Fixing a relationship with therapy doesn't necessarily mean it's broken, it's just maintenance!
Maintaining a happy long-term relationship isn't easy. And when the going gets tough, the tough sometimes need outside help. Couples counseling isn't a last-ditch effort to save a broken partnership. It's a healthy form of relationship upkeep. Keep reading for 7 totally normal signs you need couples therapy, and find out how you and your partner can start rebuilding intimacy on your own.
1) You keep having the same fight.
Forgive and forget? It's easier said than done. Some couples have the same fight over and over again, whether it's about finances or broken trust. Talking to a neutral third-party might be the only way to resolve a recurring issue. "Conflicts can be opportunities, or even blessings in disguise," says YourTango Expert LiYana Silver, a relationship expert and coach. "Addressing a problem gives partners a chance to build a stronger, closer relationship, but it often takes an outside perspective to see that."
2) "It's not you, it's me."
Ugh. No one wants to hear, "It's not you, it's me." And there's a good reason why: It's never just about one person. We inevitably bring our individual doubts and insecurities into our relationships. If you aren't feeling good about the person you've become, it's time to get outside help. Doing so as a couple can help you and your partner work as allies. As you take responsibility for your happiness, your partner can practice coping strategies and learn how best to support you.
3) You're unhappy about your sex life.
It's normal for people in long-term relationships to get in a rut, especially in the bedroom. But it's not healthy to stay in one. "If you find yourself feeling more attracted to others or thinking about cheating, it's time to invest time, energy, and creativity into your relationship," says Silver. Fortunately, you and your partner have options. Even without therapy, there's a new affordable way for couples to build intimacy. (We'll tell you more about it at the bottom of this post!)
4) You and your partner have experienced—or will experience—a major life change.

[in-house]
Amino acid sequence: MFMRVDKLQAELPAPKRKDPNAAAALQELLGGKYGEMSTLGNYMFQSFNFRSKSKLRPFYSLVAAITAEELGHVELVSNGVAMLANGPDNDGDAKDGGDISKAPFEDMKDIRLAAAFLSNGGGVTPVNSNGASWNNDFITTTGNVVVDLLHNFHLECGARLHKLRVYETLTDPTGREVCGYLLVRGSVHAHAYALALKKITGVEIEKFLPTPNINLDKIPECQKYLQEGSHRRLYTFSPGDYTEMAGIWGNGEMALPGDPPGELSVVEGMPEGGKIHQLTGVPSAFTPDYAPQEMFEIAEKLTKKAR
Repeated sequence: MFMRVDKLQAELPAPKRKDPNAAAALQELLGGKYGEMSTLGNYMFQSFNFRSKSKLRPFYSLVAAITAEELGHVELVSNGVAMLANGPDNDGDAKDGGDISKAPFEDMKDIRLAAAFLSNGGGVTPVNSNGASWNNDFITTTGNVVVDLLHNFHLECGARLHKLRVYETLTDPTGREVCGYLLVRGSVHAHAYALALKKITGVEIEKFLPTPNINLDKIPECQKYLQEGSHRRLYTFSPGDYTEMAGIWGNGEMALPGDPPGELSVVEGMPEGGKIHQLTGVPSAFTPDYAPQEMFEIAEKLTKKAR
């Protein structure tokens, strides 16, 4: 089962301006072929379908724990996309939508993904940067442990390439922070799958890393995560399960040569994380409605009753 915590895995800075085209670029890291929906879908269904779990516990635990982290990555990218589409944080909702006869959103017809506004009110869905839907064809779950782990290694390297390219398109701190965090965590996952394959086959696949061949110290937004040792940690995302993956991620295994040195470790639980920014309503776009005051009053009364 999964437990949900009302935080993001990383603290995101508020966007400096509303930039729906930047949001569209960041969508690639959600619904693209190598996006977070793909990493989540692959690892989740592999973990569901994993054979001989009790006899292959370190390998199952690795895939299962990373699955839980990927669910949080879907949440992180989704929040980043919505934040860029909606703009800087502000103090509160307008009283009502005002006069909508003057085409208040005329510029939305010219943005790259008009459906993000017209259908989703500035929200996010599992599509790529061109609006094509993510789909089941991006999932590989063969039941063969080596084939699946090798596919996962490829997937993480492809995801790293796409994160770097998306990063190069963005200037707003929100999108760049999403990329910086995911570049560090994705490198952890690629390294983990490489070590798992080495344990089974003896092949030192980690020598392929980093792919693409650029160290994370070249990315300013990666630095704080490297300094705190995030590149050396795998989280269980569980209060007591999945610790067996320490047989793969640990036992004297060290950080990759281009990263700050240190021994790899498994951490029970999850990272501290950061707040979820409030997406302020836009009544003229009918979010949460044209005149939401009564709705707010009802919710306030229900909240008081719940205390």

It's common for couples to seek therapy after a trauma, like infidelity or a death in the family. But therapy is also a smart way to plan ahead for a stressful transition, like having a child or starting a long-distance relationship. Relationships are strained during times of change. Seeking help before actually going through a transition allows couples to anticipate issues and plan a strategy for working through them.
5) You get more emotional support outside of your relationship than in it.
We shouldn't expect our partners to meet all of our needs. Mr./Ms. Right is only one person! However, if you feel unheard, misunderstood, or disrespected by your partner, it's time for counseling. Staying in a relationship like this isn't healthy for anyone.
6) Your partner asks for couples counseling.
We're not offended when someone suggests seeking professional help for a sprained ankle or toothache. Therapy shouldn't be stigmatized either. If your partner suggests counseling, he or she is not trying to say your relationship has hit rock-bottom. Instead, your partner's communicating a desire to repair what you have and to make it stronger.
7) You're committed to your relationship.
A relationship is a living thing. If you don't nurture it over time, it's going to die. Couples therapy is a commitment to a better relationship. It takes time, effort, and money ... and it's absolutely worth it. "One of the tools for a lasting relationship is to learn and grow within it," Silver says. "You want support even when things aren't broken. You want to learn to love the other person better."
More Juicy Content From YourTango: